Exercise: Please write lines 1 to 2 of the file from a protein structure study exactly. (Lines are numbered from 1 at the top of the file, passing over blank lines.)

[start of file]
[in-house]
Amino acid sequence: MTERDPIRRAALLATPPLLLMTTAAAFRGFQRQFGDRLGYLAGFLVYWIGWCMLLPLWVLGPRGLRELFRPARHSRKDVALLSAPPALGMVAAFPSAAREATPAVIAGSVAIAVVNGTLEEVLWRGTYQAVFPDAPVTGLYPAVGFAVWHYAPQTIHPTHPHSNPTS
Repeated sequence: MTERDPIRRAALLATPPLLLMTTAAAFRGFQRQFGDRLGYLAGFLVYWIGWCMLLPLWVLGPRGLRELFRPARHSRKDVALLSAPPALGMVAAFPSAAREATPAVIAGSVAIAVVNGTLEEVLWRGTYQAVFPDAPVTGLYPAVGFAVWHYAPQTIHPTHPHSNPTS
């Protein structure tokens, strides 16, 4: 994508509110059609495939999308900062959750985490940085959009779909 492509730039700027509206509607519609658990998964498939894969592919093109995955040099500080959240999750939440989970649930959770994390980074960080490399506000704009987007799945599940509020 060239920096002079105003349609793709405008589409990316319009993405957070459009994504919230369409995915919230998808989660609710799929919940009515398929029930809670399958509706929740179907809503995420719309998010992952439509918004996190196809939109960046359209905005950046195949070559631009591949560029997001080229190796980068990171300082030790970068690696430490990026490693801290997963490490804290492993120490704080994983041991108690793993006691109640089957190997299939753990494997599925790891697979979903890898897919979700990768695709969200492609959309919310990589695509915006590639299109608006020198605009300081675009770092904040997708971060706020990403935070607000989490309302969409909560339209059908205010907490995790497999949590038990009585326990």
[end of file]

[in-house]
Amino acid sequence: MTERDPIRRAALLATPPLLLMTTAAAFRGFQRQFGDRLGYLAGFLVYWIGWCMLLPLWVLGPRGLRELFRPARHSRKDVALLSAPPALGMVAAFPSAAREATPAVIAGSVAIAVVNGTLEEVLWRGTYQAVFPDAPVTGLYPAVGFAVWHYAPQTIHPTHPHSNPTS